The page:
A well with sufficient pressure in the production formation 13 to drive the drainage fluid to the surface may be produced through the open flow bore of a production tube 24. The O.D. surface of the bottomhole end of the production tube 24 is sealed to the interior wall face of the casing 14 or borehole wall by means of a tubing packer 26. The open end 25 of the production tube flow bore below the packer 26 extends into the well production zone 28. Although the inflow end 25 of the production tube 24 flow bore is graphically represented here by FIG. 1 as an axially biased cross-cut, in normal practice, however, the inflow end of a production tube is a screened opening into the interior production tube flow bore.

As the production formation 13 is drained of in situ petroleum, water may seep into the formation to fill the formation interstices vacated by the extracted petroleum. Such migrant water also finds its way into production zone flow and up the production tube 24. Over time and continued production, the oil/water ratio of the production tube flow stream decreases with a consequent increase in the tubing flow column density. Eventually, the standing fluid head within the column exerts a bottomhole pressure that equals the in situ formation pressure. At that point the production flow at the surface stops and the fluid column within the production tube 24 is static.

Standing statically in the tubing flow bore, fluids of different specific weights will separate, more or less, into respective strata. For example, the top or upper strata 30, being the less dense fluid, may be predominately oil. Below the oil is a heavier water column 32. Although described herein by the term “water”, the aqueous well bore fluid usually comprises a mixture of water, acid and emulsified petroleum. The two immiscible fluid columns meet at a contiguous interface 34. Although the originally mixed fluids separate in the tubing column, the total head pressure above the production zone 20 remains the same; substantially equal to the in situ formation pressure.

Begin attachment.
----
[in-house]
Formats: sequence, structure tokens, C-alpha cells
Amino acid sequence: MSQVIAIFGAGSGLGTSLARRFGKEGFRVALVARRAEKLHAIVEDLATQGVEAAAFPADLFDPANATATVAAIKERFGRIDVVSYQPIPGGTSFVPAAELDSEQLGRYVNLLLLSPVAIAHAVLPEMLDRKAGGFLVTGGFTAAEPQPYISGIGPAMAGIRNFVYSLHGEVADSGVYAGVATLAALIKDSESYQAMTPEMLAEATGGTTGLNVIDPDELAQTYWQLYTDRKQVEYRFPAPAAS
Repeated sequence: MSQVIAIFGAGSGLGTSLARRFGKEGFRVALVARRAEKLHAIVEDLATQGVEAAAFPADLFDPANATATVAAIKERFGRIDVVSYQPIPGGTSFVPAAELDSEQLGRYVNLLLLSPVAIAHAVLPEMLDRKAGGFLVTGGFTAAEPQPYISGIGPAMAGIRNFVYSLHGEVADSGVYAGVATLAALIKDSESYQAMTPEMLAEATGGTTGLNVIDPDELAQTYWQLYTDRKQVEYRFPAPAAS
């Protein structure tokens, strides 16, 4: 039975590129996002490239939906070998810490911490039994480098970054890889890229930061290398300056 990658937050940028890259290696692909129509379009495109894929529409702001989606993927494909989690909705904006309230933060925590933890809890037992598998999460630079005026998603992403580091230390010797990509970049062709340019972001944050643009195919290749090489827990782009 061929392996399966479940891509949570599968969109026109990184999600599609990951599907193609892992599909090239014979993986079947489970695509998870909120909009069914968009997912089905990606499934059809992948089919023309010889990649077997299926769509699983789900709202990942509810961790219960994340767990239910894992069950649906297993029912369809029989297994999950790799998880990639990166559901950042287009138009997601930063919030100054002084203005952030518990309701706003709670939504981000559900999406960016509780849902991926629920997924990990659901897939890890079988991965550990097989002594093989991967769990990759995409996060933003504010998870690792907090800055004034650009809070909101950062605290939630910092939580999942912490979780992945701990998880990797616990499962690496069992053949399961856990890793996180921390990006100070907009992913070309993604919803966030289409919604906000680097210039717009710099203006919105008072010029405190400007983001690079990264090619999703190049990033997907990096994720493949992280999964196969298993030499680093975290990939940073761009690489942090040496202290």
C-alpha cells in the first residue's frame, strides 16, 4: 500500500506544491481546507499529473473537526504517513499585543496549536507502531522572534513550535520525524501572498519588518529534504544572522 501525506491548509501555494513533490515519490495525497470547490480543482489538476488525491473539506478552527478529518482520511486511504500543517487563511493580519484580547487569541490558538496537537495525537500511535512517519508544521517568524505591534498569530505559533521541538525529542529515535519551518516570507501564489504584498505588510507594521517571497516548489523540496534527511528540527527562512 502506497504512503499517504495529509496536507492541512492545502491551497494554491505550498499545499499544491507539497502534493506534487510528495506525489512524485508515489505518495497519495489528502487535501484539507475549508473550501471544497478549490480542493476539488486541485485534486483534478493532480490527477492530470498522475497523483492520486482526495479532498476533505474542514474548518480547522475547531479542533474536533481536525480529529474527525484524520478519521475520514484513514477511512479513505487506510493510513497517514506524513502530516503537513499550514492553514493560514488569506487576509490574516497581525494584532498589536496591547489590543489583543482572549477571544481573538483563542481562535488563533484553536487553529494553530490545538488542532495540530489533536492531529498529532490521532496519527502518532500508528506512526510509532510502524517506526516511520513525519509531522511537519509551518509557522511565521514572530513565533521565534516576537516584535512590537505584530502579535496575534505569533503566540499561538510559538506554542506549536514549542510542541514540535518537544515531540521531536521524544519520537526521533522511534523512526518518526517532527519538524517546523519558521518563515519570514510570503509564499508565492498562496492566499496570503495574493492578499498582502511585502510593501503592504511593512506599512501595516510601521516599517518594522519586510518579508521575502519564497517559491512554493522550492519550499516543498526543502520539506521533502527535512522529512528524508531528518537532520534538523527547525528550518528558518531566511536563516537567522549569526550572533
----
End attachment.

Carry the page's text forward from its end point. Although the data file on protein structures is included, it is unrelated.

Depending on the integrity of the packer 26 and/or the continuity of the casing 14 wall, a column of water 36 may also accumulate in the borehole or casing annulus 15.

In a first embodiment of the invention, represented by FIG. 2, for example, restoration of productive flow from a “depleted” well includes the preparatory step of securing an injection flow connection 42 proximate of the wellhead 40 for injecting pressurized charging fluid into the casing annulus 15. The charging fluid is preferably oxygen depleted air such as non-cryogenic nitrogen. However, other non oxidizing fluids such as natural gas, methane, carbon dioxide may also be suitable depending on the well site economics.

Further to the charging fluid connection, 42, the preexisting production tube 24 is in situ perforated at a strategic point 44 above the packer 26. Usually, in situ production tube perforations are executed by a “slick line” or wire-line operation that includes a small diameter perforating gun suspended from the surface at the end of a wire-line. The depth of tubing perforation is selected to sufficiently reduce the tubing column overburden pressure sufficient to restore production flow.